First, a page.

Jobs Are Up, But So Are New Infections Through the spring months, m ost of the economic data was extremely negative, with record declines in employment and consumer spending. The speed of that decline had no modern precedent. We are now in a recession. The shortest recession on record occurred in 1980 and lasted just six months. Second place goes to a seven-month recession in 1918-19, which was tied to the Spanish flu pandemic. The big question is: When will this recession end? Given surprisingly strong data in May, April may have been the bottom of this economic cycle. If so, it will have been the shortest recession on record. With massive support from the Federal Reserve, the federal government, and the reopening of previously closed businesses, employment surged unexpectedly. At the same time, pent-up demand, stimulus checks, and generous unemployment benefits led to a reacceleration of commercial activity. Still, not all is rosy. In his recent testimo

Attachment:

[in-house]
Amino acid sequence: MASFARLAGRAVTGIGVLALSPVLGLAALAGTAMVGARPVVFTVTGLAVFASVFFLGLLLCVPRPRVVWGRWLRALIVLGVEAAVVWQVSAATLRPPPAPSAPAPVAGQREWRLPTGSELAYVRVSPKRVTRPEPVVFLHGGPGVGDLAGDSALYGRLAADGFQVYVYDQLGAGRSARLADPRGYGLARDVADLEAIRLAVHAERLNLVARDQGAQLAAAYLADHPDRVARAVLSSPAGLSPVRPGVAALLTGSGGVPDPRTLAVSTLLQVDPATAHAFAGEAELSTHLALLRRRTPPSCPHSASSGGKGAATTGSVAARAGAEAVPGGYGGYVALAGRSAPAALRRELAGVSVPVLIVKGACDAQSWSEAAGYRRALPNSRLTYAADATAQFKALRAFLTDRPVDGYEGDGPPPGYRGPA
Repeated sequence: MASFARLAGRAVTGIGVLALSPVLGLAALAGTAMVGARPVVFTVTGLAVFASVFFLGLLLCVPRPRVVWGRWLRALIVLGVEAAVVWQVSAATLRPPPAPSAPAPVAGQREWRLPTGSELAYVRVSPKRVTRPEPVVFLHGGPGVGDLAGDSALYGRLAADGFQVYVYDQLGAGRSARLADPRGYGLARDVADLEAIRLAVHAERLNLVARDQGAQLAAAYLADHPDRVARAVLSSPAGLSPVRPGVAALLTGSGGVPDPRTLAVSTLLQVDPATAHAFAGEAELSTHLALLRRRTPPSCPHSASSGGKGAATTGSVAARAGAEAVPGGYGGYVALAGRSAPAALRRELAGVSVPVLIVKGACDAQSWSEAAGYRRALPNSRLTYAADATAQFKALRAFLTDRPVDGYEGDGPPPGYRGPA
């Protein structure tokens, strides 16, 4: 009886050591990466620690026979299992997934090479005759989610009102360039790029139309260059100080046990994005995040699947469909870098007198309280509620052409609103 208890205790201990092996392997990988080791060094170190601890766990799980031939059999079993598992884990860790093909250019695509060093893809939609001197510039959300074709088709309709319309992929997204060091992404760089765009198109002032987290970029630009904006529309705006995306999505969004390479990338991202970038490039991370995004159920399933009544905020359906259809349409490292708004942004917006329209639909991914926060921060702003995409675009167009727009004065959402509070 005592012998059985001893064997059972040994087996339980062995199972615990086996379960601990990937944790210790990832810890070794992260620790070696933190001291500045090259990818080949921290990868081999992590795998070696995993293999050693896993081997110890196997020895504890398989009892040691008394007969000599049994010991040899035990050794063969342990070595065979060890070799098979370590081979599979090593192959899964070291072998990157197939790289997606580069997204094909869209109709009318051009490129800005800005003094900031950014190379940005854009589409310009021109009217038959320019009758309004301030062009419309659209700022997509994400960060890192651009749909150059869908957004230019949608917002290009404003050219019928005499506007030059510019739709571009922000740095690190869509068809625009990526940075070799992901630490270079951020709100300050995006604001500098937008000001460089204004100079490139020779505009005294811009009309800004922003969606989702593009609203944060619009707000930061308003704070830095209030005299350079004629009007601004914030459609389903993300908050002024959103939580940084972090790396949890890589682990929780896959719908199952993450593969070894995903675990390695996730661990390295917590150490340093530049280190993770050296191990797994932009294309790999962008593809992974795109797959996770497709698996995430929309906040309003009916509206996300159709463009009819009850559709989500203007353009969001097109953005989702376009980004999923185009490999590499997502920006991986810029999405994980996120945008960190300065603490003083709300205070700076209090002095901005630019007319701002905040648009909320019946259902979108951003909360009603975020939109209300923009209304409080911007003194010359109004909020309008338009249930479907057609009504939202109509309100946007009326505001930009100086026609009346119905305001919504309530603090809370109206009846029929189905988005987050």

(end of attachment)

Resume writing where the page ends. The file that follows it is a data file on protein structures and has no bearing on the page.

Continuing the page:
Investment and economic observations by N. Russell Wayne, CFP, MBA. Mr. Wayne is the president of Sound Asset Managment, inc. and former Managing Editor of The Value Line Investment Survey.